A 246-kilometre canoe route through Wabakimi Provincial Park; a world-class wilderness canoeing area north of Lake Superior.
The untamed beauty of Wabakimi Provincial Park is an area we always wanted to explore. Even though the last three paddling seasons were spent canoeing our way across the rugged terrain of Canada, for months at a time, we found that our route in Wabakimi Provincial Park was no easy feat!
With camping gear packed and our canoe firmly attached to the top of the car, we headed to Wabakimi, a twenty-four-hour road trip from our home in Kingston. Wabakimi Provincial Park is a rural and untamed section of wilderness approximately 250 kilometres north of Thunder Bay. The park itself is over five million acres, which is twice the size of Prince Edward Island. And, the only way to access Wabakimi Provincial Park is by floatplane, train or canoe. On day one of our adventures, we took an exciting floatplane ride from Wabakimi Canoe Outfitters and Ecolodge. The pilot dropped us off near Star Island on Kawaweogama Lake. Wabakimi Canoe Outfitters had arranged to pick us up sixteen days later at the pre-determined location on the Kopka River. In excitement and anticipation of the unknown, we began our journey!
Since Wabakimi Provincial Park is so expansive and challenging to access, the portages are not maintained frequently. The portages are also not marked. Fortunately, with experience in wilderness skills and training from previous trips, our awareness of our surroundings was heightened. After a few portages, we discovered old (axe cuts) blazes on trees. Blazing is an Indigenous method of marking a trail. When we couldn’t find a portage we had no choice but to find an alternate passage from one water source to another such as traversing boulders along a dry river bed, slogging through a swamp or bushwacking through the forest.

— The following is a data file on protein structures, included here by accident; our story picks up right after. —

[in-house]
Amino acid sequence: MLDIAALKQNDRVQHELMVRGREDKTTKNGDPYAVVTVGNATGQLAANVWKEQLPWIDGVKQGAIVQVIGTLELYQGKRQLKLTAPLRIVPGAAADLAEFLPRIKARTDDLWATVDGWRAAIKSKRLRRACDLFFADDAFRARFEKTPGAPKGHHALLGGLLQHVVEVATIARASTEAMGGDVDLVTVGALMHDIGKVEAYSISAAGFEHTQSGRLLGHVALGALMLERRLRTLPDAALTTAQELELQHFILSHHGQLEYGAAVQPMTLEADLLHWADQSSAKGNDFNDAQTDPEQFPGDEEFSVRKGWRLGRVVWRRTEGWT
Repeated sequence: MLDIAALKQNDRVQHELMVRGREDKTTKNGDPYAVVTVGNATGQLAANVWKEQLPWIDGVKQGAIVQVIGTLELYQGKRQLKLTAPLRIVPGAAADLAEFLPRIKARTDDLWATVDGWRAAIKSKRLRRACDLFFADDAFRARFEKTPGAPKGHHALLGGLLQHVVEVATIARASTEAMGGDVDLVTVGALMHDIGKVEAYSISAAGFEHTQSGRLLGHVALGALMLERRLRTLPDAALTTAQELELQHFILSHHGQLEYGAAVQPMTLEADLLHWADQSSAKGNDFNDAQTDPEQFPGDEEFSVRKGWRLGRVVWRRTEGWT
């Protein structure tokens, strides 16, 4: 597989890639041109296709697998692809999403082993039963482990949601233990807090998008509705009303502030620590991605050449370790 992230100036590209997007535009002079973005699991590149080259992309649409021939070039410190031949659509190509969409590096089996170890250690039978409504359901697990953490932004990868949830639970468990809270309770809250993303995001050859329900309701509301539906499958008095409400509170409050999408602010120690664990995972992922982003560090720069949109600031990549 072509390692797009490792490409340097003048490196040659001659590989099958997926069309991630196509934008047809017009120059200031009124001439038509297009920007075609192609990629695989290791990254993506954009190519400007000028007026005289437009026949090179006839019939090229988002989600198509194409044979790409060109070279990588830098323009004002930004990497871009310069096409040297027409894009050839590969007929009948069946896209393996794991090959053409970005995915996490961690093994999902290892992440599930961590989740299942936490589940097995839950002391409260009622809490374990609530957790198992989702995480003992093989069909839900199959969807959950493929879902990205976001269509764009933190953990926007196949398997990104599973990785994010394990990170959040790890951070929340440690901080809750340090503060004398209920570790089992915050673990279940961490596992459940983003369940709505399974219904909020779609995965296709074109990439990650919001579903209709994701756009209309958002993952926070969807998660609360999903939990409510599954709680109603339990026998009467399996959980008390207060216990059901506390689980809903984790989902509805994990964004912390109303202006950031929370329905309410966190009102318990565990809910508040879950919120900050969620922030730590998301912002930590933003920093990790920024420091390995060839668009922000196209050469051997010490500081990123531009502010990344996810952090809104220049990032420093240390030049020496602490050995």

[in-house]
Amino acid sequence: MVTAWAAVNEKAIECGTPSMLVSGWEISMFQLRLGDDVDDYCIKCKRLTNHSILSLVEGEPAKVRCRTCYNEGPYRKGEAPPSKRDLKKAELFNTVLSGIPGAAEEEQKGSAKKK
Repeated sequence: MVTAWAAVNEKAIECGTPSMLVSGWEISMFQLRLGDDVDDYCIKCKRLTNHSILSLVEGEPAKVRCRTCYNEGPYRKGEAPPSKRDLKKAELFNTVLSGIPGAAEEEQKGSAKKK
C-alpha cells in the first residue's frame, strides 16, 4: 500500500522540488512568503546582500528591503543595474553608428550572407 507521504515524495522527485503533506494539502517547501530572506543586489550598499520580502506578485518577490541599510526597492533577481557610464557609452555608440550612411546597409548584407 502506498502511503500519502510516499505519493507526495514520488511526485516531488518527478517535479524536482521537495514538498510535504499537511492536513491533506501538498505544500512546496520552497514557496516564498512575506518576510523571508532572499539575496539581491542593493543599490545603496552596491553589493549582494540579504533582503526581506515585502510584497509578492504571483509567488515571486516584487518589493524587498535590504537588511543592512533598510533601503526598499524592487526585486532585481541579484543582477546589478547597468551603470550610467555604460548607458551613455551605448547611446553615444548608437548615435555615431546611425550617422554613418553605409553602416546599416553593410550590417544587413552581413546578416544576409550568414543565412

In Wabakimi Provincial Park, campsites are also not marked and are used very infrequently. We had to be very careful about where we placed the tent because storms, heavy rain and high wind come fast! We had to ensure the tent was not pitched under dead trees or those that were about to fail during a windstorm. Of course, we always found a great place to camp, some camp spots being more interesting than others. A few times we placed our tent on Caribou Moss. Caribou Moss grows on the ground and on rocks in arctic and northern regions around the world. It looks like a foamy, grey-green spongy mass, and grows to be two to ten centimetres high. Another reason why it is called Caribou Moss is that the Caribou love to eat it!
There were many islands to camp on as well. One day, we located an island that looked like an ideal spot to pitch a tent. As we were getting closer, we saw one very large black bear swimming. As we stopped to observe (from a safe distance) what this bear was up to we noticed it was swimming from island to island looking for the next patch of berries to feast upon. The decision was made to camp on the mainland instead for that particular evening!
The Kopka River area was the highlight of this trip. Kopka River Provincial Park is immediately south of Wabakimi Provincial Park which eventually empties into Lake Nipigon. The Kopka River is one of the most interesting and challenging areas to paddle and portage through. The scenery is typical of the Canadian Shield, with impressive granite outcrops and dramatic ridges lined by spruce and Jack Pine forests. Pristine lakes, scenic rivers, and spectacular waterfalls greeted us along this last section of our trip. Of course when land is this rugged, one can expect portages that are quite challenging and require a good degree of competence to circumvent. A challenge, but so worth the views!
In total, we spent sixteen days paddling this remote route, without seeing a single soul. Although gruelling at times we completed 67 portages during this short period of time. The route was a challenge, but the remoteness of this area was worth every minute and we would not hesitate to go back.